prefix. When a router has multiple peers from which it accepts routes,
routes to the same prefix may be received from several peers. This
is then  an example of multiple route instances.


    Each route instance is associated with a specific peer.
A specific route instance may be rejected by the BGP selection algorithm
due to local policy.

    Measurement Units: number of route instances

    The number of route instances in the Adj-RIB-in bases will vary based
on the function to be performed by a router. An interprovider router,
located in the default free zone will likely receive more route
instances than an provider edge router, located closer to the end-users
of the network.
See Also:

4.5     Active Route
Route for which there is a FIB entry corresponding to a RIB entry.


Measurement Units:

See also: RIB.
4.6     Unique Route

D efinition:

    A unique route is a prefix for which there is just one
    route instance across all Adj-Ribs-In.


    Measurement Units: N.A.


    See Also: route, route instance

4.7     Non-Unique Route

     A Non-unique route is a prefix for which there is at least one other
route in a set including more than one Adj-RIB-in.


    Measurement Units: N.A.


    See Also: route, route instance, unique active route.
4.8     Route Packing

    Number of  route prefixes that exist in a single Routing
    Protocol Update or Withdraw Message.


    In general, a routing protocol update MAY contain more than one
    prefix.  In BGP, a single  update MAY contain multiple prefixes with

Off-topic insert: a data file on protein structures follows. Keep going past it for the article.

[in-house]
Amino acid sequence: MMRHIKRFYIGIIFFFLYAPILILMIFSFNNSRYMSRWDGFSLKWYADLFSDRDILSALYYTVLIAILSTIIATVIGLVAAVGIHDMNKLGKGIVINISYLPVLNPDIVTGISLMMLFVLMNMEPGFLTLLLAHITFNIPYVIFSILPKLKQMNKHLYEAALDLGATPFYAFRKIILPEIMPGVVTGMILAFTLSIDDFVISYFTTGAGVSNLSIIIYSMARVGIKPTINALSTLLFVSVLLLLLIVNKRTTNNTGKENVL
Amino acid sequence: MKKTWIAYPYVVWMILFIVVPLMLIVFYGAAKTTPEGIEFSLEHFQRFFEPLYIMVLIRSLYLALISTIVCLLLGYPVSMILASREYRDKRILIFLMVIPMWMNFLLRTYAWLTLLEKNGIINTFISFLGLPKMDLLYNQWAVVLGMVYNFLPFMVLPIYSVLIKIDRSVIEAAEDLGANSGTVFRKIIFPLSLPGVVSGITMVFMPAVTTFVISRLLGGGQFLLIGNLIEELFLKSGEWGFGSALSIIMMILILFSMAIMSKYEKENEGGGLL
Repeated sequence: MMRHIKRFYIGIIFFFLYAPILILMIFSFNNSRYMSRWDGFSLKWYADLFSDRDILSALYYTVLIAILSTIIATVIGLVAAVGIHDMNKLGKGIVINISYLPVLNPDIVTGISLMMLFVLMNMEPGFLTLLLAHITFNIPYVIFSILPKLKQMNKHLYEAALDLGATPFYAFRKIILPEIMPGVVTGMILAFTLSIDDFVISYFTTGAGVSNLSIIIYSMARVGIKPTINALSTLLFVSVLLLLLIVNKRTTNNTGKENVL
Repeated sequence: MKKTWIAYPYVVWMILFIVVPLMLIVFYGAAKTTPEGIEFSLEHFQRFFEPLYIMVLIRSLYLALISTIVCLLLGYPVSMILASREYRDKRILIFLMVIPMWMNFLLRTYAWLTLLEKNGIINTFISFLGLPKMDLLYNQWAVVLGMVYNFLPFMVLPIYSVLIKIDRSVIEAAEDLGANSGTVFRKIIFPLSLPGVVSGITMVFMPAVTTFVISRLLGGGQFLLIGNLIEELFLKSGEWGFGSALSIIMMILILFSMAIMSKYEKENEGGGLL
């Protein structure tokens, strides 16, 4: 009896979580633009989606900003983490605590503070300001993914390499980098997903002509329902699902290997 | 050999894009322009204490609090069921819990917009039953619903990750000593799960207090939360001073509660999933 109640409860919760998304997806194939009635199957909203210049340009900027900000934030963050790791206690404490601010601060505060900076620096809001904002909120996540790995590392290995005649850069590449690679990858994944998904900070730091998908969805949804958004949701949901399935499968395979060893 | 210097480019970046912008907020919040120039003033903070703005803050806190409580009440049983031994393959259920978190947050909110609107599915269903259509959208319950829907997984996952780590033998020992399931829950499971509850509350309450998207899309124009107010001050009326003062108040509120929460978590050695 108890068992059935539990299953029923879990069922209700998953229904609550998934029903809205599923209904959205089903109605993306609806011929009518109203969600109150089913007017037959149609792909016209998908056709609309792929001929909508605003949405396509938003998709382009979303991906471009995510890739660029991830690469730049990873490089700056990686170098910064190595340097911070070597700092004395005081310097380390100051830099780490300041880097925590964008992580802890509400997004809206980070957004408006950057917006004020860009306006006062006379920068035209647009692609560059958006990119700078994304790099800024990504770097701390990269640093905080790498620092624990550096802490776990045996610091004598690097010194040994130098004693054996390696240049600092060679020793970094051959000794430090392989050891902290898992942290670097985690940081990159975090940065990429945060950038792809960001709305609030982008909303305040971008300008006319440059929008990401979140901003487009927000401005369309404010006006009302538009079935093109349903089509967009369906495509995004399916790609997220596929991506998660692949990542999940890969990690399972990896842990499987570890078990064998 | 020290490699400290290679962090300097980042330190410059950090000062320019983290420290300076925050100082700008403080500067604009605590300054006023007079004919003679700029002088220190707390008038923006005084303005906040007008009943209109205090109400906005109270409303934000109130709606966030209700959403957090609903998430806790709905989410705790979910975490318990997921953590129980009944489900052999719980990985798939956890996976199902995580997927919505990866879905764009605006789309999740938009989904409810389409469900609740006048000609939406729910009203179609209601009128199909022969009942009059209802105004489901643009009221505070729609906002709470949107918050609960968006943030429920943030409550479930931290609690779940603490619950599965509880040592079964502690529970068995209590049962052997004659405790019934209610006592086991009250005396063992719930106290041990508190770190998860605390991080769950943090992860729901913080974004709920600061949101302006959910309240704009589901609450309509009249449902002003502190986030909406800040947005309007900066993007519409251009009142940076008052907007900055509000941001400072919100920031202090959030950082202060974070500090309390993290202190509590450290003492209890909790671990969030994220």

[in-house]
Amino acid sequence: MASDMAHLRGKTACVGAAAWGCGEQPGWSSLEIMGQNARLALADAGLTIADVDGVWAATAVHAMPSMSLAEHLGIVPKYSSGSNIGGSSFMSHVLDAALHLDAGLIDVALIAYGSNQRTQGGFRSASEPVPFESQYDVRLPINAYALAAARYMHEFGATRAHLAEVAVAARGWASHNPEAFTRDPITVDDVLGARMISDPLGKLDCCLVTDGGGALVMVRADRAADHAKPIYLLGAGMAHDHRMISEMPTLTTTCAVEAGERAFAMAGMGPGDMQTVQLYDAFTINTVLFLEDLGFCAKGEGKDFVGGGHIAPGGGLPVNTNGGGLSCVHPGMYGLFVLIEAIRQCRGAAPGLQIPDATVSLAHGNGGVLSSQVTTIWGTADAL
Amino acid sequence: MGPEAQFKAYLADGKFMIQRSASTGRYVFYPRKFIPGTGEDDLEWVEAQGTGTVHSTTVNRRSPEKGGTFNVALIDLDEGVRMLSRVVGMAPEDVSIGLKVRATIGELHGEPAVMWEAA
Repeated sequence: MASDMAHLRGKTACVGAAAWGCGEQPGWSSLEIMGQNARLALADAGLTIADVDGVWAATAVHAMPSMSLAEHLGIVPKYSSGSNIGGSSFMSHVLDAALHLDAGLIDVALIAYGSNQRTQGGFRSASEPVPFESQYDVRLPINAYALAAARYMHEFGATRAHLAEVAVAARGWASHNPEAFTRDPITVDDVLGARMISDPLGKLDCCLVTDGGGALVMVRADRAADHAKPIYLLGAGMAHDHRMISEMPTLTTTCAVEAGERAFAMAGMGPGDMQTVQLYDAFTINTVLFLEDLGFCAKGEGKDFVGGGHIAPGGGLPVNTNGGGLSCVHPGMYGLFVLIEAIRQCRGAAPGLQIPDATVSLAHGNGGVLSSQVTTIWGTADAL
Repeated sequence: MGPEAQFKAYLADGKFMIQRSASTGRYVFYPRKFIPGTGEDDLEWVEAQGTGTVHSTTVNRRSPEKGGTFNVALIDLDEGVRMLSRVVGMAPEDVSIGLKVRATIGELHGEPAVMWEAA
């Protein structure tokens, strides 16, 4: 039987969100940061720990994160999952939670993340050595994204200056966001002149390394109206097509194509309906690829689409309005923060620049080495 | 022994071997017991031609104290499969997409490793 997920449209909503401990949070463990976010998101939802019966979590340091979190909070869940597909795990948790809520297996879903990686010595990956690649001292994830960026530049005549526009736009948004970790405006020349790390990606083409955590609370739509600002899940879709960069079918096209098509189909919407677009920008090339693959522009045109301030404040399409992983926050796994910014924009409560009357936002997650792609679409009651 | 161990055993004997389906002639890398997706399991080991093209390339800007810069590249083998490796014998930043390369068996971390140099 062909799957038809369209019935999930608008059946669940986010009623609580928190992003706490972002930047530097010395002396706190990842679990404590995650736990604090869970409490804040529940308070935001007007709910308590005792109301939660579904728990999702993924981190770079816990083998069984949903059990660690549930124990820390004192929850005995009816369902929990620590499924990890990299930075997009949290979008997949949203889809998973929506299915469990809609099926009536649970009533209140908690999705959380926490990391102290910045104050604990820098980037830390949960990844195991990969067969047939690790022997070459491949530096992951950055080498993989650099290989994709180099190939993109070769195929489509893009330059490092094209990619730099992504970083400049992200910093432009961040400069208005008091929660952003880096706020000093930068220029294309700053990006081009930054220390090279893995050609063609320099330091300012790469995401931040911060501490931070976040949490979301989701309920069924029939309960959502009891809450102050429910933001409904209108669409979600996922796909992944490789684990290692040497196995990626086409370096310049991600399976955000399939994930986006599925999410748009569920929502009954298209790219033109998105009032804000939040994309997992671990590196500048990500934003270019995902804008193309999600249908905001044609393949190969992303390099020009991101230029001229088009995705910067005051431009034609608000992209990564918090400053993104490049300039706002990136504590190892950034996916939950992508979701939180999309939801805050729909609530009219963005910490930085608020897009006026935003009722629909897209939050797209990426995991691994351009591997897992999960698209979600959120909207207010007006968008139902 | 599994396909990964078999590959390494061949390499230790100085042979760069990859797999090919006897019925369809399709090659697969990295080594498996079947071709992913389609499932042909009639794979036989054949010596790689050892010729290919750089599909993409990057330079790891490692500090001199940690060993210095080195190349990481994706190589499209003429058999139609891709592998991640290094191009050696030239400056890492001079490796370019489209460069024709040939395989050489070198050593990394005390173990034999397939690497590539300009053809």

identical attributes.

    Protocols that do not support such a concept implicitly have a Route
    Packing of 1. "

4.9     Update Train

     A set of updates, containing one or more route prefixes, which an
external router desires to send to the DUT.  When there is more than one
prefix in the set, the multiple updates (including withdrawals) may be
sent as individual BGP UPDATE packets, or as one or more BGP packets
with multiple routes packed (q.v.) into them.

    The more individual update packets that are sent, the more TCP and
BGP header processing will be imposed on the receiving router that is
the DUT.

An update train may be caused by a variety of network conditions.  For
example,  an update train could be caused by an influx of UPDATES from
different peers that have been received  and  moved to RIB-out or caused
by a peer coming up and advertising its routes, or by a local or remote
peer flapping a link.  Other causes are, of course, possible.

Measurement units:  Number of prefixes and update packets in the train.
See Also:
4.10     Route Flap
Definition:  RIPE 210 [RIPE]define a route flap as "the announcement and
withdrawal of prefixes."  For our purposes we define a route flap as the
rapid withdrawal/announcement or announcement/withdrawal/ of a prefix in
the Adj-RIB-in.

A route flap is not a problem until a route is flapped several times in
close succession.   This  causes negative repercussions throughout the

Route flapping can be considered a special and pathological case of
update trains.

       A practical interpretation of what may be considered excessively
rapid is the RIPE recommendation of "four flaps in a row".  See
Section 6.1.5 on flap damping for further discussion.

Measurement units
       Flapping events per unit time.

Specific Flap events can be found in Section 5.1Route Change Events.  A
bench-marker should use a mixture of different route change events in

See Also: Route change events, flap damping, packet train

5       Route Changes and Convergence

The following two definitions are central to  the benchmarking of
external routing convergence, and so are singled out for more extensive

5.1      Route Change Events

A taxonomy characterizing routing information changes seen in
operational networks is proposed in [Ahuja et al] as well as Labovitz
et al[4]. These papers describe BGP protocol-centric events, and event
sequences in the course of an analysis of  network behavior. The
terminology in the two papers addresses similar but slightly different